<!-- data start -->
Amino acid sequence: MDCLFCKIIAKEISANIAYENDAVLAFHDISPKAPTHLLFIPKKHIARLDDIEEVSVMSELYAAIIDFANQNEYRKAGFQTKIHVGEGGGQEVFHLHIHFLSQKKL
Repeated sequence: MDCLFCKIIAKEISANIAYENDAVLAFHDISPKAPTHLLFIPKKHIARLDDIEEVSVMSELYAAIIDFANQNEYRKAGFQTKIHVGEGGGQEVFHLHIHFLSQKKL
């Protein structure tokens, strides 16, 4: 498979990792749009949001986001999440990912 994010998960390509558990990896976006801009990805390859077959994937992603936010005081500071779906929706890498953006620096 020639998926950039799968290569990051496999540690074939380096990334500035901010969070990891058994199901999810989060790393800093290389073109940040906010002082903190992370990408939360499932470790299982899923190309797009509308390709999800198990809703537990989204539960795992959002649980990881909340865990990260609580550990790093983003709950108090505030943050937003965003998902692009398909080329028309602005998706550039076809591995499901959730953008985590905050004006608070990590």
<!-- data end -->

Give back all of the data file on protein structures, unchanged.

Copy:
Amino acid sequence: MDCLFCKIIAKEISANIAYENDAVLAFHDISPKAPTHLLFIPKKHIARLDDIEEVSVMSELYAAIIDFANQNEYRKAGFQTKIHVGEGGGQEVFHLHIHFLSQKKL
Repeated sequence: MDCLFCKIIAKEISANIAYENDAVLAFHDISPKAPTHLLFIPKKHIARLDDIEEVSVMSELYAAIIDFANQNEYRKAGFQTKIHVGEGGGQEVFHLHIHFLSQKKL
């Protein structure tokens, strides 16, 4: 498979990792749009949001986001999440990912 994010998960390509558990990896976006801009990805390859077959994937992603936010005081500071779906929706890498953006620096 020639998926950039799968290569990051496999540690074939380096990334500035901010969070990891058994199901999810989060790393800093290389073109940040906010002082903190992370990408939360499932470790299982899923190309797009509308390709999800198990809703537990989204539960795992959002649980990881909340865990990260609580550990790093983003709950108090505030943050937003965003998902692009398909080329028309602005998706550039076809591995499901959730953008985590905050004006608070990590």